Publication shouldn’t just be about putting words on paper, but about contributing to a structure of knowledge — more like contributing to an open source software project. We launched BMC Research Notes with a view to trying to catalyze some of the standards required for that. One of the things we want to do is enable people to share data sets — not only if they happen to fit into the narrative of a traditional paper, but just if they encapsulate useful knowledge.

To some extent, what we need to do next is connect basic scientific concepts with the kind of meaningful interconnections that exist on social network sites between people and their stuff. That isn’t easy stuff to do, in practice, but some of the underlying technologies (e.g. semantic representations like RDF) are increasingly getting towards the point of being practically useful — not least because of the massive enthusiasm for social networks, which has seen the world start looking at graph and network analysis algorithms as hot topics.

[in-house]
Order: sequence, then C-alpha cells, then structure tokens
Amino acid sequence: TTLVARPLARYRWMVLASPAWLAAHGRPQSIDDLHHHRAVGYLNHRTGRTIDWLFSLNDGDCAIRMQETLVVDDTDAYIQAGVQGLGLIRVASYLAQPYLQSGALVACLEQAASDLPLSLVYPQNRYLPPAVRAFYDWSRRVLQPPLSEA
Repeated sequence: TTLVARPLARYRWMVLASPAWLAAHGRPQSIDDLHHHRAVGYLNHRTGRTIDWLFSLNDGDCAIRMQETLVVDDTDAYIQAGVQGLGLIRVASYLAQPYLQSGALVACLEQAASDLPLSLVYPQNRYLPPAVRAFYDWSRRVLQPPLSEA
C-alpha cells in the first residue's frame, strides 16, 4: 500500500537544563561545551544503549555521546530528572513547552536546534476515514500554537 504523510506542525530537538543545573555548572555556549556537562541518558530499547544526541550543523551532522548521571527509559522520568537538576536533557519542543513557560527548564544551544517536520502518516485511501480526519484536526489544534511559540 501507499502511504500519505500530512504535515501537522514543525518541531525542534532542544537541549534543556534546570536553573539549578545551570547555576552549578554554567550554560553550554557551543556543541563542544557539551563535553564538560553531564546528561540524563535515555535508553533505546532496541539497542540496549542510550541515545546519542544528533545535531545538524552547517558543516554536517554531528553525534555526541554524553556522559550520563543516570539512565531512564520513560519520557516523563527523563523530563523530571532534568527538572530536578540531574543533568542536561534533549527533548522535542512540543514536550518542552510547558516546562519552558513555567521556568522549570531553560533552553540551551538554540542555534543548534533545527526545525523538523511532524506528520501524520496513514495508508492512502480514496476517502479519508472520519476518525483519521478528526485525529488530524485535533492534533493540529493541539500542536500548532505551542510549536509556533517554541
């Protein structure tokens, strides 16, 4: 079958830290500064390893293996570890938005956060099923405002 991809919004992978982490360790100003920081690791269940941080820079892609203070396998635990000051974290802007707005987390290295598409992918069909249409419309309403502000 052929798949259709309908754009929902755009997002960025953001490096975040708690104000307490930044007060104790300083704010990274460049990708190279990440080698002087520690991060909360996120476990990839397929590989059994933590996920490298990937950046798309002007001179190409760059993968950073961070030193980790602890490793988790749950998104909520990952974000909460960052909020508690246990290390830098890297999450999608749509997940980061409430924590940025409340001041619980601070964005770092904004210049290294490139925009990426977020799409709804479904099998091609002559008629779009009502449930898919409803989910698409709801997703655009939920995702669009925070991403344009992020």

Can you elaborate on the connection you’re making between semantic technology and social networks?

The best way to explain what I mean is probably to refer you to a paper published in Genome Biology: Calling on a million minds for community annotation in WikiProteins. It’s about a project — WikiProteins — that implements some of these ideas in terms of mining the literature for conceptual relationships. The project is currently being developed to also use these conceptual relationships to connect researchers to one another. BioMed Central has worked extensively with the folks responsible for Wikiproteins, and I’m a co-author on the paper (as is Jimmy Wales of Wikipedia!).

For another perspective, Toby Segaran‘s excellent book, Programming Collective Intelligence: Building Smart Web 2.0 Applications, explores techniques to make use of information that can be mined from the pattern of connections in a network, social or otherwise. Perhaps the best known examples of this type of network mining in action are recommendation systems like Amazon’s “Recommended for You” feature, or Apple’s “Genius Playlists.”